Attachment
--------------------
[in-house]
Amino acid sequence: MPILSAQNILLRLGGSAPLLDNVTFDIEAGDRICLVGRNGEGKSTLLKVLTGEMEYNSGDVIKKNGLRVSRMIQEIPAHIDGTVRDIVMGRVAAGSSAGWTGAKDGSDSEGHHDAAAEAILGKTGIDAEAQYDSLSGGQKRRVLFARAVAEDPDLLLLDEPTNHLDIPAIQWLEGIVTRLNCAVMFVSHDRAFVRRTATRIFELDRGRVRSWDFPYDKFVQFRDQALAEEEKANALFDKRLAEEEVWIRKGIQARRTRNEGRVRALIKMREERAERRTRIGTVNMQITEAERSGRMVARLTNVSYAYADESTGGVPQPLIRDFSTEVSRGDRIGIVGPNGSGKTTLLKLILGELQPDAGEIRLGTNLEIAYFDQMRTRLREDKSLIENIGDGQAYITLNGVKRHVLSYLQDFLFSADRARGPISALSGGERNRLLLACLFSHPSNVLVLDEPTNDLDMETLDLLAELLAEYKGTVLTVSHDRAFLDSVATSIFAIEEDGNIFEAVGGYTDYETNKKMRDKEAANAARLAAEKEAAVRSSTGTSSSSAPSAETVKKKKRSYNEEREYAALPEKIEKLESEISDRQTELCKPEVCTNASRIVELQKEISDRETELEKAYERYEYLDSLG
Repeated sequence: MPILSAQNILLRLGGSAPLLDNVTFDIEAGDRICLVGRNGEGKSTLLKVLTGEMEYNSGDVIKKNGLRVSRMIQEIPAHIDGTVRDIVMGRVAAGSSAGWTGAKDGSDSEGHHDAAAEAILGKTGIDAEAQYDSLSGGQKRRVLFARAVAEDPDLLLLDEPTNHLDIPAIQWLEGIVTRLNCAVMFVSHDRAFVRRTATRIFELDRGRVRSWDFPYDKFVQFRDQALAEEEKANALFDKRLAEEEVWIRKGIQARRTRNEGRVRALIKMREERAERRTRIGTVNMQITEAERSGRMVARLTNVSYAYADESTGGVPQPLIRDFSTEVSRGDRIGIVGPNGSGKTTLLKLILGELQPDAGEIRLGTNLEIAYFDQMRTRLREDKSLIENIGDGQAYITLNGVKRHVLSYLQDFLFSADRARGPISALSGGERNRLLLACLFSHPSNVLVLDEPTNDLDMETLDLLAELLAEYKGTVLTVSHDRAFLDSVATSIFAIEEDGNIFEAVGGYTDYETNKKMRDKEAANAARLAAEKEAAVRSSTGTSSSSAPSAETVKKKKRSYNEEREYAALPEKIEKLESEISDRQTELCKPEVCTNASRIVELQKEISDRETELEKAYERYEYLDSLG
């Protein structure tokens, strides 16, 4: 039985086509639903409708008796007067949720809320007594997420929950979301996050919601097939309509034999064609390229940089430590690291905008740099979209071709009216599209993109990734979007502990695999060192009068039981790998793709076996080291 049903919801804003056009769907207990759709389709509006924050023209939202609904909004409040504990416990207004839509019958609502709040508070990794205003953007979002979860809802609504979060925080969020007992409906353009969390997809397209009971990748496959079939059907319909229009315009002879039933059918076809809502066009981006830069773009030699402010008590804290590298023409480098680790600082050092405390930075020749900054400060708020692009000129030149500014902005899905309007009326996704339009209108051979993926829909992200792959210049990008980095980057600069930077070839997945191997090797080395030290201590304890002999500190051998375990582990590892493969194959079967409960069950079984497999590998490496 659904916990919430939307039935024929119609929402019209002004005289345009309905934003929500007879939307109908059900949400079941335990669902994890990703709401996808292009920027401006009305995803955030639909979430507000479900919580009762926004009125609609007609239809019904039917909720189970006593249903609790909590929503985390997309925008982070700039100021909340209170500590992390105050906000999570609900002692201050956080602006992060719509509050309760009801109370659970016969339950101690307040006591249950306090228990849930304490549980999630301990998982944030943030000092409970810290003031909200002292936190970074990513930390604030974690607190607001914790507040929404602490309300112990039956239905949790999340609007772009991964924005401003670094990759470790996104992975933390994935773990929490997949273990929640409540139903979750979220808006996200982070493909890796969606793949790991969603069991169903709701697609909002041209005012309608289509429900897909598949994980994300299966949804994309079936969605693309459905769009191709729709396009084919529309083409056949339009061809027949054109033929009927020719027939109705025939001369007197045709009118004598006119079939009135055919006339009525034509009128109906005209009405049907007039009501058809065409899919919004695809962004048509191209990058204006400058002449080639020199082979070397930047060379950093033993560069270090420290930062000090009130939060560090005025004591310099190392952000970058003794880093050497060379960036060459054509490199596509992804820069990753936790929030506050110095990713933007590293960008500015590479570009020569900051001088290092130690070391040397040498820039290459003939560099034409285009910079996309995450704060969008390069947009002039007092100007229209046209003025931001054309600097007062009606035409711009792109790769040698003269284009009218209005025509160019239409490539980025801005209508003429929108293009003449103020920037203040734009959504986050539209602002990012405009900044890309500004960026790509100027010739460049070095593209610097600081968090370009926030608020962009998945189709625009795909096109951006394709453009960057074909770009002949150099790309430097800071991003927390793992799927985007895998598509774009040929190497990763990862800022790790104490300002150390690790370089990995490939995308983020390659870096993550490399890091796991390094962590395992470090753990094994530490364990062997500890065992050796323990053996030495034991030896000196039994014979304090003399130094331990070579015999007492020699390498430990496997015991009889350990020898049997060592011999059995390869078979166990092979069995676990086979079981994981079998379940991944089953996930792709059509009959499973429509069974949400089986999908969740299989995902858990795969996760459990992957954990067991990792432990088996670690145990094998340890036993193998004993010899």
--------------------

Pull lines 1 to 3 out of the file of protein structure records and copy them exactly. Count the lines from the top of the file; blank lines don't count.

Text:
[in-house]
Amino acid sequence: MPILSAQNILLRLGGSAPLLDNVTFDIEAGDRICLVGRNGEGKSTLLKVLTGEMEYNSGDVIKKNGLRVSRMIQEIPAHIDGTVRDIVMGRVAAGSSAGWTGAKDGSDSEGHHDAAAEAILGKTGIDAEAQYDSLSGGQKRRVLFARAVAEDPDLLLLDEPTNHLDIPAIQWLEGIVTRLNCAVMFVSHDRAFVRRTATRIFELDRGRVRSWDFPYDKFVQFRDQALAEEEKANALFDKRLAEEEVWIRKGIQARRTRNEGRVRALIKMREERAERRTRIGTVNMQITEAERSGRMVARLTNVSYAYADESTGGVPQPLIRDFSTEVSRGDRIGIVGPNGSGKTTLLKLILGELQPDAGEIRLGTNLEIAYFDQMRTRLREDKSLIENIGDGQAYITLNGVKRHVLSYLQDFLFSADRARGPISALSGGERNRLLLACLFSHPSNVLVLDEPTNDLDMETLDLLAELLAEYKGTVLTVSHDRAFLDSVATSIFAIEEDGNIFEAVGGYTDYETNKKMRDKEAANAARLAAEKEAAVRSSTGTSSSSAPSAETVKKKKRSYNEEREYAALPEKIEKLESEISDRQTELCKPEVCTNASRIVELQKEISDRETELEKAYERYEYLDSLG
Repeated sequence: MPILSAQNILLRLGGSAPLLDNVTFDIEAGDRICLVGRNGEGKSTLLKVLTGEMEYNSGDVIKKNGLRVSRMIQEIPAHIDGTVRDIVMGRVAAGSSAGWTGAKDGSDSEGHHDAAAEAILGKTGIDAEAQYDSLSGGQKRRVLFARAVAEDPDLLLLDEPTNHLDIPAIQWLEGIVTRLNCAVMFVSHDRAFVRRTATRIFELDRGRVRSWDFPYDKFVQFRDQALAEEEKANALFDKRLAEEEVWIRKGIQARRTRNEGRVRALIKMREERAERRTRIGTVNMQITEAERSGRMVARLTNVSYAYADESTGGVPQPLIRDFSTEVSRGDRIGIVGPNGSGKTTLLKLILGELQPDAGEIRLGTNLEIAYFDQMRTRLREDKSLIENIGDGQAYITLNGVKRHVLSYLQDFLFSADRARGPISALSGGERNRLLLACLFSHPSNVLVLDEPTNDLDMETLDLLAELLAEYKGTVLTVSHDRAFLDSVATSIFAIEEDGNIFEAVGGYTDYETNKKMRDKEAANAARLAAEKEAAVRSSTGTSSSSAPSAETVKKKKRSYNEEREYAALPEKIEKLESEISDRQTELCKPEVCTNASRIVELQKEISDRETELEKAYERYEYLDSLG